Only a fool would mail a less than-perfect prospect name, right? Not quite true. A small number of mailers are doing it as part of a practice called add-a-name.
Haven’t heard of that? It’s the use of second-tier prospect names to fill gaps in carrier routes. But it’s not for everyone.
For one thing, you have to be a pretty big mailer to do it. And your lists better be good. But you can save tens of thousands of dollars in postage per mailing.
Here’s how it works.
Let’s say you have eight or nine catalogs going to a carrier route and you need 10 to qualify for the U.S. Postal Service discount. You would simply add one or two names.
“If you’re going from nine mailings in a carrier route to 10, you’re saving 50.1 cents per mailing,” says Mike Yapuncich, vice president of product development and list processing for Experian Marketing Solutions. “If your print cost is less than that per catalog, then it’s like you’re putting one in the mail for free.”
One Experian client did this in a 3.5 million- piece mailing. The firm sent 12,000 extra books in areas where it had only nine good names per carrier route, 12,500 to places where it had eight, 13,000 to routes with seven, and so on. Altogether, the company mailed 76,000 additional catalogs.
What was the benefit? The company put those 76,000 books in the mail for 23.9 cents each, according to Yapuncich. “Suddenly you are putting catalogs in the mail at a reduced rate,” he says. “Even if the response on those names is half of what you would get from the names you’re initially mailing, you’re doing better than you would without add-a-name.”
Brookstone adds names when it is unable to do a comailing, says the gifts and tools cataloger/retailer’s marketing manager Lisa Johnson. Usually, these are borderline prospects from Abacus One that it had chosen not to mail.
“We use them to fill the gaps in our carrier routes, which increases the carrier route penetration, which reduces our postal costs,” Johnson adds. “There may be an additional expense on the names you take in, or on the merge side, but the savings does outweigh the cost.”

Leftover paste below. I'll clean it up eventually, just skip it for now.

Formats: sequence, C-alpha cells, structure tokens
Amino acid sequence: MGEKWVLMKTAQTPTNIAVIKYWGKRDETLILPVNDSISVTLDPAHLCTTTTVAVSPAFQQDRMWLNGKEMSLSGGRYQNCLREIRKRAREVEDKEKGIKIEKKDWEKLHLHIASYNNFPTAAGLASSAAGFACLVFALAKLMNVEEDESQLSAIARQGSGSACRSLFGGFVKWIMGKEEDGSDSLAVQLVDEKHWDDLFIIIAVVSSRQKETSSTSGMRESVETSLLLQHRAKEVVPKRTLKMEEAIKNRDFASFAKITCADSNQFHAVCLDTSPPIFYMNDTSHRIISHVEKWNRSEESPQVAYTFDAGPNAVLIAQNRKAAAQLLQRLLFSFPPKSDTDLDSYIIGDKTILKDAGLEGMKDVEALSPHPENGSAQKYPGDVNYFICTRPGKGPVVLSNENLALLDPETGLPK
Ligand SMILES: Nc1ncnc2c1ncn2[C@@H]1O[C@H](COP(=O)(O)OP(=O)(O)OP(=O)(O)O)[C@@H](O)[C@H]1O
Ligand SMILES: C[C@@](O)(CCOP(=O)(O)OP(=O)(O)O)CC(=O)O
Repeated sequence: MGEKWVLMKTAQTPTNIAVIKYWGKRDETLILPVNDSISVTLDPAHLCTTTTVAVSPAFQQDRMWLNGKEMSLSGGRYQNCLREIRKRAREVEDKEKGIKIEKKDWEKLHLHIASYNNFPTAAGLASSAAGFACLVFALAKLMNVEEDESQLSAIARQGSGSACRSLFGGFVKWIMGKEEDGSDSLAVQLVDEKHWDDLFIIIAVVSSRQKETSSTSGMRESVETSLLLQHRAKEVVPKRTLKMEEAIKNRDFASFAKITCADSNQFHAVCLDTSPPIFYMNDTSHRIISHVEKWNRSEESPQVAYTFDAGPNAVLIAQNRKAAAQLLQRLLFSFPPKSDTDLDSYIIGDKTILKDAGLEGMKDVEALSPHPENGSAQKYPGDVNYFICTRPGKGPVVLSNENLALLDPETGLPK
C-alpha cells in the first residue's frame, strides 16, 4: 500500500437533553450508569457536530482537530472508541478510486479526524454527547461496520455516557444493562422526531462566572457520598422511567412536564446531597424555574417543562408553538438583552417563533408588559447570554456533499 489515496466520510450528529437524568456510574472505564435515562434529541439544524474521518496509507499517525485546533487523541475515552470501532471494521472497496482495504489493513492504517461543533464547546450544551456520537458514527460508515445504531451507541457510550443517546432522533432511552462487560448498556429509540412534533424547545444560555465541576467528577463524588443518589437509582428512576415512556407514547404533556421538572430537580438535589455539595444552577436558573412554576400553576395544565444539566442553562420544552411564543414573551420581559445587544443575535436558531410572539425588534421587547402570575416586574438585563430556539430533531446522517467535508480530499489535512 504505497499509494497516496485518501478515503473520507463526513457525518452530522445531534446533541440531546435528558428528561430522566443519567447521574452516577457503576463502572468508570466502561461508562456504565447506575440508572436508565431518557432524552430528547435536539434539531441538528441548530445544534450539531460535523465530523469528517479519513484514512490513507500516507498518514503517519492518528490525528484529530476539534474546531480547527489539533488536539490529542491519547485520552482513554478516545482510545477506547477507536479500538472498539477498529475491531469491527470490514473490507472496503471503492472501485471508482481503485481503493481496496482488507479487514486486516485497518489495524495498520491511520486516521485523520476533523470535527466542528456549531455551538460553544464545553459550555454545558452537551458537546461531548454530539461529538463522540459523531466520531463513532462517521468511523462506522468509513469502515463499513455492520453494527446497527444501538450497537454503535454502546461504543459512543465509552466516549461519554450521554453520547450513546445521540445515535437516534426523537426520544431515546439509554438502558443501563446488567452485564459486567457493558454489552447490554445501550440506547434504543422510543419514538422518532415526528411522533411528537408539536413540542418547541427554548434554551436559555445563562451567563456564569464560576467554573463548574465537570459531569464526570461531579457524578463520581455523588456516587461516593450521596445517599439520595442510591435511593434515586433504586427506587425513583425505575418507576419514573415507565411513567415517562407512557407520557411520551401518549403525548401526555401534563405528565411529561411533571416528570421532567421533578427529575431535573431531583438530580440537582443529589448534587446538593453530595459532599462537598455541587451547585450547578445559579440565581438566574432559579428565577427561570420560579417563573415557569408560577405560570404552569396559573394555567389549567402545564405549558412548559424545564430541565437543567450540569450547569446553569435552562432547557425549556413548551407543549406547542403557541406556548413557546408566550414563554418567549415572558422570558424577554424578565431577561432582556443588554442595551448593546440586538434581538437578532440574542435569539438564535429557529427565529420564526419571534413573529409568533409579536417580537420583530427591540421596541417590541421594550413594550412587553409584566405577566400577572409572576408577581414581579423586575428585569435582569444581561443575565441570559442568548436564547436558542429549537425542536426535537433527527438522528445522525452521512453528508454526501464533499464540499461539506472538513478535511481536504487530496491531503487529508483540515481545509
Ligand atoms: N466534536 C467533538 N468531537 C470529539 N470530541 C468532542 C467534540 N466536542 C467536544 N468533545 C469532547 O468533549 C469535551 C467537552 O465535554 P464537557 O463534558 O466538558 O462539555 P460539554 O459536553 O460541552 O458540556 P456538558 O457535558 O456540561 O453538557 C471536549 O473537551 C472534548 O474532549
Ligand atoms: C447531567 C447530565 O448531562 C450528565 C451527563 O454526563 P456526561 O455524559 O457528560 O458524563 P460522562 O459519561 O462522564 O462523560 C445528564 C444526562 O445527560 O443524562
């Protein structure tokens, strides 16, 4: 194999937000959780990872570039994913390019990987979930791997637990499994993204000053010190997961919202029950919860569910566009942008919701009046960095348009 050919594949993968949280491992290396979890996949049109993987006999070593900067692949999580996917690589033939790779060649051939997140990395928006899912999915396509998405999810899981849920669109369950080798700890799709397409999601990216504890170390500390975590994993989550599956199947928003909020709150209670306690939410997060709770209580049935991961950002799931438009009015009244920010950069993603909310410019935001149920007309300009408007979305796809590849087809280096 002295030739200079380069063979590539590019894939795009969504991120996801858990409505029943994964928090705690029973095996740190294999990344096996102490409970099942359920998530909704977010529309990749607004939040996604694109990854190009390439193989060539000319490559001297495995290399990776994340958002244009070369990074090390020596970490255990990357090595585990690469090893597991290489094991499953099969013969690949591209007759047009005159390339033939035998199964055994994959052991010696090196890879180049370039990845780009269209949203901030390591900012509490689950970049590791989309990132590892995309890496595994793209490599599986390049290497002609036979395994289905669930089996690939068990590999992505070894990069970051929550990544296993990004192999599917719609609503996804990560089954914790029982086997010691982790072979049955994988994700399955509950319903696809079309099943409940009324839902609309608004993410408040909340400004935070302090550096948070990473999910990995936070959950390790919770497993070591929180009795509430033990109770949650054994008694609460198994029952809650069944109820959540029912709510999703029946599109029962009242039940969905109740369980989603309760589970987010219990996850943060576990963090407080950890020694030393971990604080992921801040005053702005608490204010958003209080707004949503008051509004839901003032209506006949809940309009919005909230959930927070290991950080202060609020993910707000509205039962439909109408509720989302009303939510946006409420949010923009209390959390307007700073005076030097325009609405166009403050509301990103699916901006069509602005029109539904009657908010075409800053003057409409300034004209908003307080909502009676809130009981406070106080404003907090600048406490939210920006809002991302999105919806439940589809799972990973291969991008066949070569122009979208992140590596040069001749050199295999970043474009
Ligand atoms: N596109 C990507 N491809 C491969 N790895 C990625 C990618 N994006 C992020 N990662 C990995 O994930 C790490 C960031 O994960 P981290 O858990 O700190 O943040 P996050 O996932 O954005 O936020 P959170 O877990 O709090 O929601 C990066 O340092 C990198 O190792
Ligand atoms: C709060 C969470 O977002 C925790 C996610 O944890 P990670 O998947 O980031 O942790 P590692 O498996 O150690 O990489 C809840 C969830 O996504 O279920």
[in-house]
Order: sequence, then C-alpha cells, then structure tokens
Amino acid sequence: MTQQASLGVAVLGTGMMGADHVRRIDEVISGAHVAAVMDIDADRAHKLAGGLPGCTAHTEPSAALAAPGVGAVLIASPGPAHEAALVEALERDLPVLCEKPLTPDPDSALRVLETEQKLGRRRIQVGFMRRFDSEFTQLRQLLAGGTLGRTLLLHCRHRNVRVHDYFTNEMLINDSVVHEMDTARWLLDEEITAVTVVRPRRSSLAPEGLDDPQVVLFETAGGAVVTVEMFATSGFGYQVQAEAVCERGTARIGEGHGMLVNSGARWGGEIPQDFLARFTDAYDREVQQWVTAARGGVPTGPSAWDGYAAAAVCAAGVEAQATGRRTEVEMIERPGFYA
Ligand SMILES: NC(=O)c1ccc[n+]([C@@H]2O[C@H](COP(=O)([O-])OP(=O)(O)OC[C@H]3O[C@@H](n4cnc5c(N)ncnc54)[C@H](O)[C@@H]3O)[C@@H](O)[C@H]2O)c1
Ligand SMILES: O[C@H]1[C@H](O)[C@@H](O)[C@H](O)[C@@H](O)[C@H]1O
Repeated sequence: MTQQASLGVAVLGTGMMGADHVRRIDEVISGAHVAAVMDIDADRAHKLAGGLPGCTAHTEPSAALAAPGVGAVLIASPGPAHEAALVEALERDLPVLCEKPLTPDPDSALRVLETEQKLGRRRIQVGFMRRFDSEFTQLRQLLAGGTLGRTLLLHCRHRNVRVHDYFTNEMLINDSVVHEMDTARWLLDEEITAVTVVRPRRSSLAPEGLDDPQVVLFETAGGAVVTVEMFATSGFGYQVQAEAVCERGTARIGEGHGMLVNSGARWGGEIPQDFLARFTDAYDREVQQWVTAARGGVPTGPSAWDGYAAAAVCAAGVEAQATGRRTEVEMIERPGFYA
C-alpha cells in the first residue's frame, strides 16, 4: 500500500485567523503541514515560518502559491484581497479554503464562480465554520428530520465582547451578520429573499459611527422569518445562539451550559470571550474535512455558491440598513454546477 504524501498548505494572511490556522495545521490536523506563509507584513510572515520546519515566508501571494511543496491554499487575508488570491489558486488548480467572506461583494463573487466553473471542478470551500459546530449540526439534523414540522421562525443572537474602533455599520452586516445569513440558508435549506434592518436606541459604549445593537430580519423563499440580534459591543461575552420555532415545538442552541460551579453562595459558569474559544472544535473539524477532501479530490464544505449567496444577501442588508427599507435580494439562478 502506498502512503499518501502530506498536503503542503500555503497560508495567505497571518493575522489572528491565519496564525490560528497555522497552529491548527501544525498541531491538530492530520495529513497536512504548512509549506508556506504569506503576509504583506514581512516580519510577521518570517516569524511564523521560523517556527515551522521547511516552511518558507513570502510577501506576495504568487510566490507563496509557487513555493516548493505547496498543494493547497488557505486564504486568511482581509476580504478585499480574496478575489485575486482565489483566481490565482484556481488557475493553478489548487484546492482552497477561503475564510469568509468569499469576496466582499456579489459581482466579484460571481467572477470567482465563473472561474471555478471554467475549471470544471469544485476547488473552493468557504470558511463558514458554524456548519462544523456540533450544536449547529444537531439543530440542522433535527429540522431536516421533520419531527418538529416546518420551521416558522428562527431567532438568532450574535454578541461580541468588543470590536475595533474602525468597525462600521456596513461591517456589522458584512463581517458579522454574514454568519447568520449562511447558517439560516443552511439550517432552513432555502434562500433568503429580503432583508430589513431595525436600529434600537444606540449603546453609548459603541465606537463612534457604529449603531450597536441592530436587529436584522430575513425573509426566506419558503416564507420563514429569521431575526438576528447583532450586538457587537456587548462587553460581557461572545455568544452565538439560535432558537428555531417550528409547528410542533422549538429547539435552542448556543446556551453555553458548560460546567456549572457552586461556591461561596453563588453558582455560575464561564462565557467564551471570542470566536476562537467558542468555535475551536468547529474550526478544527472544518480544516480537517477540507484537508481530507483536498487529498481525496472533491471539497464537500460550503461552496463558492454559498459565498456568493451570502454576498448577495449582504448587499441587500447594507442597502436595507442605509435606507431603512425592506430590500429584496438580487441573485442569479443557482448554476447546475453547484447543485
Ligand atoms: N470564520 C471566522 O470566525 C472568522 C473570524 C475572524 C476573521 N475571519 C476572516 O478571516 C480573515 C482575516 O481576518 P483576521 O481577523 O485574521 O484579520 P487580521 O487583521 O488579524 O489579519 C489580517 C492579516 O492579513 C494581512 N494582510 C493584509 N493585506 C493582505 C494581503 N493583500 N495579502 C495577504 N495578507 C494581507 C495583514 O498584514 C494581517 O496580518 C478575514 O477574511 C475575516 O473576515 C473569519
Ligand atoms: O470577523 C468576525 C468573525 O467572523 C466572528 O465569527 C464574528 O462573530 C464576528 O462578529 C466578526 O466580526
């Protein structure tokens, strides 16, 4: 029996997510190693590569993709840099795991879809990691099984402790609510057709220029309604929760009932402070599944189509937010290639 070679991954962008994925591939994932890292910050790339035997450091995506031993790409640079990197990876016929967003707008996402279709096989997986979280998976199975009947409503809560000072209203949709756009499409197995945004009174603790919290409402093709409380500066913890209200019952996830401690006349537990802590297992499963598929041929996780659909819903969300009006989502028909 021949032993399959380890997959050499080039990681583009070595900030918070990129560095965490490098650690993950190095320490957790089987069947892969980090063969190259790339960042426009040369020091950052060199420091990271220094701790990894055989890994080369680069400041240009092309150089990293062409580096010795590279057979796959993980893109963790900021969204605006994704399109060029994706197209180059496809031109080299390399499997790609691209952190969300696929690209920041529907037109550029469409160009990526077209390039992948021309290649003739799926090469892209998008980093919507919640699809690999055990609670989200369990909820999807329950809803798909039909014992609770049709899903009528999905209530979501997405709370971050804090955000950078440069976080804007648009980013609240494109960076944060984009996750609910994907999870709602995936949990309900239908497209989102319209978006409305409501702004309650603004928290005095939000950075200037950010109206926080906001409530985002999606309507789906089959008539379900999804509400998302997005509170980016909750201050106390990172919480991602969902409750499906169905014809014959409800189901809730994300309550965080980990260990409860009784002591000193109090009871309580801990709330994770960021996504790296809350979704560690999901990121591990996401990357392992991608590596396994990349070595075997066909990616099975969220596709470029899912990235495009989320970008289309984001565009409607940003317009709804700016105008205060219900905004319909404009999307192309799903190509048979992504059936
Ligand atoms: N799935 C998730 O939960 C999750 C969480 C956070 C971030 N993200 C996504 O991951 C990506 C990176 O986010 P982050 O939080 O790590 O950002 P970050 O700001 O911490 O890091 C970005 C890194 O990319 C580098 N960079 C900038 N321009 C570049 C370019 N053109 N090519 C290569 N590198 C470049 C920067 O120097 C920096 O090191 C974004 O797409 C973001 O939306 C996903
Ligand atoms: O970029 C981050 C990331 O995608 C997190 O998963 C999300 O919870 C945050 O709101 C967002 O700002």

Depending on the mailing volume, Brookstone can save from $5,000 to $15,000 in postage per catalog drop, Johnson continues.
But there’s a high bar to entry. For starters, you need a large pool of decent names. Add-a-name works best for mailers dropping from 750,000 to 4 million books at a time, Yapuncich says.
Yes, you can do add-a-name even for a 500,000-piece mailing. But that’s not generally recommended. What’s more, you may need some additional time in your merge, which can hurt your recency by a couple of days.
Add-a-name may seem a bit too daunting for some mailers. If it does, you might consider comailing. That’s when you bind and mail with another catalog. (For details, see “Still the champ,” left.)
Just don’t try to comail and add-a-name at the same time, however.
“We considered that option,” Johnson says. “We found that it was too complex to do both add-a-name and comailing in one mailing. It was too difficult to fairly allocate the postal savings to each mailer.”
It’s also tough to allocate list costs. Do you simply split the cost of names with the other mailer?
There’s one more benefit if you opt for add-a-name. While they might be considered marginal, the added names usually perform well — after all, they’ve been through merge/purge.
“In our experience, add-a-name saves you postage and helps bring in sales, especially around Christmas,” Johnson says.
Still the champ
Comailing works better for some mailers
Add-a-name may have its virtues. But most experts would urge you to opt for comailing when given a choice.
“Comailing will save more money than you ever will with add-a-name,” says Mike Yapuncich, vice president of product development and list processing for Experian Marketing Solutions.
But there are tradeoffs. For one, you have to have a noncompetitive partner with the same exact mail date as you. And you both have to make the print date.
Brookstone loses its ability to inkjet, both on its cover and on its order form. But it’s worth it, given that Brookstone mailed 70 million pieces in 2007.
“You’ll still save a lot of money, despite all the extra gyrations,” says Brookstone’s marketing manager Lisa Johnson.
Klockit, a hobby title with a 1.5 million annual circulation and less than six drops a year, has no choice but to comail.
“We used to look at comailing as a nice thing, and if we could find someone to comail with, great,” says vice president of e-commerce Randy Horgan. “Now we’re at the exact opposite end. I have to comail. I’ll move my mail date two weeks either way to comail, or to get a better comail than I’m getting.”
So why is Klockit being forced to comail? It’s a numbers game by the printer, who can offer the cataloger a significant savings for increasing its circ via a comail.
And Horgan says his title has such a niche customer base that he’s fine with it — especially since his company saved between 4.9% and 7.4% on postage on its spring 2008 mailings.
“It’s huge for a small company, and it’s something we have to do to survive,” Horgan says. “My mail dates are not set in stone, where we have to mail a certain day or go out of business.” — TP